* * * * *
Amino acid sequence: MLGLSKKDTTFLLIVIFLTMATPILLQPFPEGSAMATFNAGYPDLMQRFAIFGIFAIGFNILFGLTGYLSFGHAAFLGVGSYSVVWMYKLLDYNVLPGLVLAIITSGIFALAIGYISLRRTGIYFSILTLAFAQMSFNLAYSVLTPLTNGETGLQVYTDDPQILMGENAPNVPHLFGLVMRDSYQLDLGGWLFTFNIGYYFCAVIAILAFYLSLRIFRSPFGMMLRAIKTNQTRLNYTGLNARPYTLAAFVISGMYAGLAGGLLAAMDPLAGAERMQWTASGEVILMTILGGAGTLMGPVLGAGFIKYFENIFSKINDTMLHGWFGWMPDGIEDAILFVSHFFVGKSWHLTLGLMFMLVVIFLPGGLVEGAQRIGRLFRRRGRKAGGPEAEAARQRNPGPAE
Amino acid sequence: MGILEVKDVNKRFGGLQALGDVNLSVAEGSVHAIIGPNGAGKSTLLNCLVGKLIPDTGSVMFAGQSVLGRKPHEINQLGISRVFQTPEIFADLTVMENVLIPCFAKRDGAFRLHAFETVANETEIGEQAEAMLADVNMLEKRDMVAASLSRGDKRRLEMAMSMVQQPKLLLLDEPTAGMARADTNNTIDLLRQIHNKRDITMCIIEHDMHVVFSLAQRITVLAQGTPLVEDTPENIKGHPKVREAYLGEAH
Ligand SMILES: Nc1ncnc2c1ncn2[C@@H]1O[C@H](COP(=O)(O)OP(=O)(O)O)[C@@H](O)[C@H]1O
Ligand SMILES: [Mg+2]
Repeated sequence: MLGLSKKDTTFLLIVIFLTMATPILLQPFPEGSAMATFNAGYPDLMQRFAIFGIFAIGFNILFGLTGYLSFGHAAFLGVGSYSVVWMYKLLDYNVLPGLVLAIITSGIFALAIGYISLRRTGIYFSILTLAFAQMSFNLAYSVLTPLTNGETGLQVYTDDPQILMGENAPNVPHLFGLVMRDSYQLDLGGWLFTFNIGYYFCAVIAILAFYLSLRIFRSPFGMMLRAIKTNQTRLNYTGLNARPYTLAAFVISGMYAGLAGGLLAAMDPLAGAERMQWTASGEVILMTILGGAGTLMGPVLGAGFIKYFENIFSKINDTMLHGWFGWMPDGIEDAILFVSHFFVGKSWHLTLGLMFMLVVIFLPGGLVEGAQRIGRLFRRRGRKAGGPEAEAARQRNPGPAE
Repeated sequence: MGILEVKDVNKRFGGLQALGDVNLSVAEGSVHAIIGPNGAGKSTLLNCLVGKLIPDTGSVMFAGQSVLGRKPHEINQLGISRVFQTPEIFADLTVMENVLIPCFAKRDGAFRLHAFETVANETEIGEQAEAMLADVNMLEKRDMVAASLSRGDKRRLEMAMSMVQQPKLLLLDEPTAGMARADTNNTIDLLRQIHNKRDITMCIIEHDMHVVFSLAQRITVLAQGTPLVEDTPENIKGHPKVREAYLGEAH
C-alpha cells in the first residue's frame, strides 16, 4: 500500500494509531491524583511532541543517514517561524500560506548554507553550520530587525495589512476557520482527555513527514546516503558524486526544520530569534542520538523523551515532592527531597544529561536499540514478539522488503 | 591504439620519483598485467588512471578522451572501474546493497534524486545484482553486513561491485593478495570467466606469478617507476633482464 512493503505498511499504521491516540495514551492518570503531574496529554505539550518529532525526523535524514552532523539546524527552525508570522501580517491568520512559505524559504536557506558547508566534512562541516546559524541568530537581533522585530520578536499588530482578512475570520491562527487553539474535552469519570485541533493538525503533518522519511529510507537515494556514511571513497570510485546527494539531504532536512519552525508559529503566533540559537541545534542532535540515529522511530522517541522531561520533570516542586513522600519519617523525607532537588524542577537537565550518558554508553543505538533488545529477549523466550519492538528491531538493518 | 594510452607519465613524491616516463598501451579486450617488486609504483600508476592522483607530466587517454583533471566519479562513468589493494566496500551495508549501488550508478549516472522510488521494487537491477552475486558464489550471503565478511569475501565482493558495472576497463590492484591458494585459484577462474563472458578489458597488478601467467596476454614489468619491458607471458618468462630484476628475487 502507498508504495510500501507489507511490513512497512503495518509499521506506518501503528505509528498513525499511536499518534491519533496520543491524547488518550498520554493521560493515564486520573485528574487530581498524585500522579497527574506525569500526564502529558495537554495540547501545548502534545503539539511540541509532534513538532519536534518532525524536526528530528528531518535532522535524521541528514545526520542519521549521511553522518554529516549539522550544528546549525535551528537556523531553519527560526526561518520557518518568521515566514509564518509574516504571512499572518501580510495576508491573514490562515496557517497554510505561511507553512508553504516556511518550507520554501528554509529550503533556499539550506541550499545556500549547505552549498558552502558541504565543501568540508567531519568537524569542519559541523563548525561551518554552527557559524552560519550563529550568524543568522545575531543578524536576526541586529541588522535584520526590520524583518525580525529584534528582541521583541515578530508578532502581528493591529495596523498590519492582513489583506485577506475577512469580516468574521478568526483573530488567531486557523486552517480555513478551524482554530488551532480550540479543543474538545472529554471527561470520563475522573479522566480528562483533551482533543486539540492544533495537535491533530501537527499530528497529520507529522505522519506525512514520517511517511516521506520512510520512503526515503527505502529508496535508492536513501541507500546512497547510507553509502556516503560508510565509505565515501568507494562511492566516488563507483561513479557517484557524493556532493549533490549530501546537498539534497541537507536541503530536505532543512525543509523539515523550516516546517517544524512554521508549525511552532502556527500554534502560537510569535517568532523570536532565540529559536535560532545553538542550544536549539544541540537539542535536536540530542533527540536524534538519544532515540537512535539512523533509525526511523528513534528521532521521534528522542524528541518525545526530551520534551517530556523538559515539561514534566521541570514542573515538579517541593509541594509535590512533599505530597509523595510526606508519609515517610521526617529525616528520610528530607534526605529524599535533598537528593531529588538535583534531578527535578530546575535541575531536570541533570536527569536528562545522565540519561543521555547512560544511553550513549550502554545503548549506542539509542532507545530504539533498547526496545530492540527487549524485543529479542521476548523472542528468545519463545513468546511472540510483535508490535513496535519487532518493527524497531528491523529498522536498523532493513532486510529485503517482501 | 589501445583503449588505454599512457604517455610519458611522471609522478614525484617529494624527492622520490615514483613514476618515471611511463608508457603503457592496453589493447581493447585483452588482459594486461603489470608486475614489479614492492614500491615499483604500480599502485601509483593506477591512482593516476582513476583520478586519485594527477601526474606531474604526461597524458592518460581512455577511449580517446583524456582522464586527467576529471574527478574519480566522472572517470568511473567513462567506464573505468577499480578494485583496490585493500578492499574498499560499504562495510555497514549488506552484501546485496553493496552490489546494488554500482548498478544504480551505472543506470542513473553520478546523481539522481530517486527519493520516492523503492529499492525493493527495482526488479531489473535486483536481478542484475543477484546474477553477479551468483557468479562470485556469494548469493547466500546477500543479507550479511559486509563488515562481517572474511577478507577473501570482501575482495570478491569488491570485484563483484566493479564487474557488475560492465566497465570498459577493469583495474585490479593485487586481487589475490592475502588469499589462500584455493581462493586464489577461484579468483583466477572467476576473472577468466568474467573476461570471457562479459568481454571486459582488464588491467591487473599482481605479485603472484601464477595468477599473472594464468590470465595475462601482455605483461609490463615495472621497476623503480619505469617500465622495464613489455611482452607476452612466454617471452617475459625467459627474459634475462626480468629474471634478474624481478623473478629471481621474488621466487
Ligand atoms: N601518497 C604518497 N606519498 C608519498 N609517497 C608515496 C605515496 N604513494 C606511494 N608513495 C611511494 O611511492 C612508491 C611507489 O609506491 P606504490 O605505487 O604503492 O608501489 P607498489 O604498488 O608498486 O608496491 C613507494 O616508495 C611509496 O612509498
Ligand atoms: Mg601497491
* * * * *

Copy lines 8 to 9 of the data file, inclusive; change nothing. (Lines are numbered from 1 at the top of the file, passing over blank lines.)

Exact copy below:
Ligand atoms: N601518497 C604518497 N606519498 C608519498 N609517497 C608515496 C605515496 N604513494 C606511494 N608513495 C611511494 O611511492 C612508491 C611507489 O609506491 P606504490 O605505487 O604503492 O608501489 P607498489 O604498488 O608498486 O608496491 C613507494 O616508495 C611509496 O612509498
Ligand atoms: Mg601497491